Japanese Journals - The Modern Cult Directors.

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Re: Japanese Journals - The Modern Cult Directors.

Postby wpqx » Sat Aug 27, 2005 11:38 am

I have Izo and Audition too, and will be watching them in the near future, but the rest of his filmography is all yours.

Re: Japanese Journals - The Modern Cult Directors.

Postby A » Sat Aug 27, 2005 11:51 am

I`m interested on your views on Izo. This may sure be one of the love it or hate it candidates. I thought it a mess, and couldn`t make too much sense of it, though I liked certain aspects.

Re: Japanese Journals - The Modern Cult Directors.

Postby trevor826 » Mon Aug 29, 2005 3:51 pm

Still to come


Kids Return

Hopefully somebody else can cover Sonatine, Violent Cop, Boiling Point etc.


Bullet Ballet
A Snake of June


Dead or Alive
City of Lost Souls
Visitor Q

And more.

Re: Japanese Journals - The Modern Cult Directors.

Postby wpqx » Tue Aug 30, 2005 3:30 pm

Audition (1999) - Takashi Miike

Well another Miike for me. This is, along with Ichi the Killer his most notorious film. Audition holds the special place of being the first Miike film I had heard of, and that goes for many people. Told of the films disturbing imagery, creepy moments, and confusing structure, one can easily get expectations high. Perhaps this film would be better to go into blind, but well some films aren't possible to do that.

The problem with the film is the pacing. Although 115 minutes, it takes about 80 before anything unusual happens. This can force most people to lose interest by the time. I'll admit I was bored out of my mind as the "plot" was unravelling. We meet our lovable loser and watch as he "auditions" a potential wife. In the process we watch him bumbling about, criticize the plot he's after, although it certainly sounds like a US reality show. Then we see him being boring on a date, and being boring while thinking about his ideal woman.

Perhaps it was the intention to make us bored. Isolate us from what's happening and give us a degree of sympathy for our main character, because his life is so boring. Either way it makes the majority of the film seem like a waste of time, or at least wasted on me. Things thankfully do start to change after a night in a hotel room, and well like most viewers it's hard not to scratch your head wondering what the hell is happening.

The story bounces around from dream to reality to back again so often that we begin to question everything that's going on. This I know was intentional. We're confused to the point, were we might even wonder if the entire thing (audition tapes included) wasn't part of some fantasy. Things get rolling and for us, it's all in good fun. I found myself sitting up in my seat towards the conclusion admiring the strange twists and turns, and only half heartedly trying to decipher what was real.

I got thrown one too many curves, and just said to hell with it, and tried to enjoy the ride. That's the best advice I could give someone about this film. If looking for a horror film you will be disappointed. If you're looking for something strange and unique, you'll be bored for a while. If you just plow into the film without a care in your head, then you may just enjoy this film. It does get good, but in my case it seemed too little too late. Miike despite his mass cult appeal doesn't seem to me to be a very great filmmaker. Or perhaps somewhere amidst all those pictures he's made is a gem, or maybe considering his age, his best is yet to come. For my money though, that best film wouldn't be Audition, a film too muddled and messed up to be truly great.

Re: Japanese Journals - The Modern Cult Directors.

Postby A » Tue Aug 30, 2005 4:09 pm

It was also my first Miike, and my initial reaction was very similar to yours. Only that I (maybe) tried harder to make sense of it, and (after consutling some reviews, essays, etc.) it did! Well, I don`t remember it properly, as it has been some time (years?) ago, but let me assure you there is a point to it, and not just on the social commentary-side. My Next film was Graveyrd of Honor (one of my favorite films), and things went easier. Before watching the next one (Ichi) I gathered some informations, and it helped tremendeously appreciating the film.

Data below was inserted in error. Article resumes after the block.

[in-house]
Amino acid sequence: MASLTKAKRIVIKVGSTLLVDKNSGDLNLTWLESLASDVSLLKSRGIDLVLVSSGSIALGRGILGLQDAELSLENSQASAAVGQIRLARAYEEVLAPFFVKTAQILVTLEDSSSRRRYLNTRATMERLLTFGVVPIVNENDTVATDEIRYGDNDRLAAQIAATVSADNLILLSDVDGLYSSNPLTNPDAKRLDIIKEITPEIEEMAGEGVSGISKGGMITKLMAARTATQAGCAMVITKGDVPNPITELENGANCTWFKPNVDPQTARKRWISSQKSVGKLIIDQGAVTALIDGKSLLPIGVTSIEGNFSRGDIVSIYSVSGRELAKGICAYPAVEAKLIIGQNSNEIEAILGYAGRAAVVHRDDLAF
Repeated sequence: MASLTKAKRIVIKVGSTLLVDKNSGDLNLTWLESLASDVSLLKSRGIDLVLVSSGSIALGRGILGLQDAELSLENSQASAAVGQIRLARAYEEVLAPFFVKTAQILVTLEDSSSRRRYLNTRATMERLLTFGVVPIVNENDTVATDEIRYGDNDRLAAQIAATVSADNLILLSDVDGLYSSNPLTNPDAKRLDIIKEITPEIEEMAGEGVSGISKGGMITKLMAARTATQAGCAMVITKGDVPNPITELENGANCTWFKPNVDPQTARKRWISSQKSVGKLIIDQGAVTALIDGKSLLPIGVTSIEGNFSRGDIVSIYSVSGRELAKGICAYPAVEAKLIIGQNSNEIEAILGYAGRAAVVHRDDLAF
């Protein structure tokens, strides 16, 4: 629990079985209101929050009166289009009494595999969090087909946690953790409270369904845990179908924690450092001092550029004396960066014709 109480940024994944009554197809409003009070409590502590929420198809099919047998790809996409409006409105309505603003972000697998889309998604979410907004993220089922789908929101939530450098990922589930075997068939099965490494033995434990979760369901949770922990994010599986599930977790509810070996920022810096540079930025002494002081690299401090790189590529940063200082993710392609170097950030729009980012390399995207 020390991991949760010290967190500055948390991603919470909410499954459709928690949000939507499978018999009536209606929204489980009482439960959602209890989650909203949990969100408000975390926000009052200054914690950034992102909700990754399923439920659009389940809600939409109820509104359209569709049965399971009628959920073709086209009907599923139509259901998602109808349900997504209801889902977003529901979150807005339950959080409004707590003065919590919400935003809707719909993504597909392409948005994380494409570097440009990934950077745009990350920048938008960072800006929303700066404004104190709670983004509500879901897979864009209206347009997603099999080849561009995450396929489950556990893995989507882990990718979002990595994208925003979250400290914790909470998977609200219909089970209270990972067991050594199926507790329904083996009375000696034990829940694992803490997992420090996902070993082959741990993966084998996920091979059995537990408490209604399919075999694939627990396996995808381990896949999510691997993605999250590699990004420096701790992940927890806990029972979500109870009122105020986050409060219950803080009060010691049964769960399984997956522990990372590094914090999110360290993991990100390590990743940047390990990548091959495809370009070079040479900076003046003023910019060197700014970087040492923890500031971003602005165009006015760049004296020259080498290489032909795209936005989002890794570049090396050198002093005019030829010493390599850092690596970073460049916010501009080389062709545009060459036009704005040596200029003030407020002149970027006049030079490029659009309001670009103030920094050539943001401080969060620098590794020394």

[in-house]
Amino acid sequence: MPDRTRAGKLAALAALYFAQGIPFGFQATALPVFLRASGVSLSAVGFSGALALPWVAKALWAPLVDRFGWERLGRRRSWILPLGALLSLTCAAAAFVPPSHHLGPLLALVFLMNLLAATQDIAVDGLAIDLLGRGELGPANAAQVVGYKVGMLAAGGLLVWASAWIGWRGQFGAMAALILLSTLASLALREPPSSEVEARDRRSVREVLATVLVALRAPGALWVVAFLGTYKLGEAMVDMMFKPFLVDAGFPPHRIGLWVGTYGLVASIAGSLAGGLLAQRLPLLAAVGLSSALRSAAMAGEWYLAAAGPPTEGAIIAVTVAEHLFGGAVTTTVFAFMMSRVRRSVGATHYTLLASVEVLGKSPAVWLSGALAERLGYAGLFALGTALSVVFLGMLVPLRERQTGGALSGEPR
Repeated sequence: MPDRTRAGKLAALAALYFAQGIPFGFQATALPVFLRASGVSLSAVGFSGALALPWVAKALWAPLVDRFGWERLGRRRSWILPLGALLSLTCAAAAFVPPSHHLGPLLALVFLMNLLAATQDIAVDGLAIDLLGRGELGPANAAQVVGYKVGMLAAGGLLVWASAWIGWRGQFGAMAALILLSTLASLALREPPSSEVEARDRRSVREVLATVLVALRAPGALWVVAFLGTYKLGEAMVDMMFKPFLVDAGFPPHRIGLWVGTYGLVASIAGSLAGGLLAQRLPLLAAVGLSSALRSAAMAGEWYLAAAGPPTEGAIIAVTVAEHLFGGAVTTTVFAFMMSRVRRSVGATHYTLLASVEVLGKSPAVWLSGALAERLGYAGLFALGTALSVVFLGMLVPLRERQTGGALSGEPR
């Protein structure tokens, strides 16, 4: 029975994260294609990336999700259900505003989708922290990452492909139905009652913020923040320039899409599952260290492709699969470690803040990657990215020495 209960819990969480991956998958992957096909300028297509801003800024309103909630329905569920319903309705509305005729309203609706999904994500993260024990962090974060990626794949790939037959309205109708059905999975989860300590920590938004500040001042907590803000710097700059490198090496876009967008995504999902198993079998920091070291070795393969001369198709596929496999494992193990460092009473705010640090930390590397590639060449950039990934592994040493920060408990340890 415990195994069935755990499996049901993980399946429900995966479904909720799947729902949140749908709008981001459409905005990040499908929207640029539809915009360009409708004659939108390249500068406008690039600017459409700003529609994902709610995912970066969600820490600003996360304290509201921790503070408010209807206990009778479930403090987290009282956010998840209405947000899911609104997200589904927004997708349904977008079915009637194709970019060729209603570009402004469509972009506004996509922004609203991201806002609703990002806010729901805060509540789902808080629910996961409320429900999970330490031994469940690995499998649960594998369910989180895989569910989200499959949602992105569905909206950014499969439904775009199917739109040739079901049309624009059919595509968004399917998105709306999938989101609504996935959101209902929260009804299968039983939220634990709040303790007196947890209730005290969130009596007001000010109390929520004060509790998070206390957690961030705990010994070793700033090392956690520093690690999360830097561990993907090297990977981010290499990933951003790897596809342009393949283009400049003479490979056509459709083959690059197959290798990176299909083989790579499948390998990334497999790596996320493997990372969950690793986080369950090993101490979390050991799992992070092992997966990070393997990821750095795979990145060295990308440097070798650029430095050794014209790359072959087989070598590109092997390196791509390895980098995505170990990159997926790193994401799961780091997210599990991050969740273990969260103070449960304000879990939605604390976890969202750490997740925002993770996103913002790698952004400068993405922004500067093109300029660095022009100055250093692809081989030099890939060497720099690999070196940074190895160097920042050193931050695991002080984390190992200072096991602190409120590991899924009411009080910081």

But the last Miike film I saw, "Izo" left me wondering again...

Maybe I should recommend you watch Blues Harp, or Dead or Alive 2, if you want something "easier" more conventional, but imo still pretty good.

Re: Japanese Journals - The Modern Cult Directors.

Postby trevor826 » Tue Aug 30, 2005 6:30 pm

There's one thing you have to remember about Miike as opposed to Kitano, Tsukamoto and many other directors. Miike is just that a director, he's never written or worked on anything that has originated from his own mind, sure he puts his stamp on a film but only as a director.

As an example, this is a quote from an interview, " I make the movie which is offered to me, with somebody else's money," this is why out of these three directors, I always refer to Miike as a jobbing director knocking them out as quickly and cheaply as possible.

The source novel for Audition was written by Ryu Murakami perhaps better known to "A" as the writer and director of Tokyo Decadence. Ryu was apparently so pleased with the film adaptation of Audition that he wanted Miike to direct Coin Locker Babies but by the look of it, he won't get the chance to do it.

For a little more insight on Miike here's a link to an interview with him Miike interview with midnighteye.

Cheers Trev.

Re: Japanese Journals - The Modern Cult Directors.

Postby trevor826 » Tue Sep 06, 2005 9:18 pm

Kikujir no natsu (1999) Kikujiro

Directed by Takeshi Kitano

Starring Takeshi Kitano, Yusuke Sekiguchi

A real oddball and playful buddy/road movie, Masao lives with his grandmother in Tokyo but desperately wants to see his mother who lives in another town. Kikujir is a cynical old yakuza (gang) member who through his wifes persuasion accompanies Masao on his journey.

The first thing Kikujiro does is to drag Masao to a bicycle racing track where he manages to lose almost all their money gambling, thus their adventure truly begins as they have to hitch their way to their destination. Along the way they meet a series of characters including Jugglers, a writer and two inept Hells Angels, Fatso and Baldy (as named by Kikujir) all of who help to amuse Masao and keep the story rolling along.

Among the delights are the Hells Angels made up as various sea creatures and melon bashing (a Japanese beach custom) with a difference. Kitanos signatures are present as usual, seashores, angels, physical and musical rhythm and his artwork. Each chapter has an introductory screen almost like a scrapbook giving a little preview of whats to come and the whole thing plays out almost like a Japanese Wizard of Oz but without any sentimentality or any form of redemption. Kikujiro starts the film as a cynical old fart and ends it exactly the same.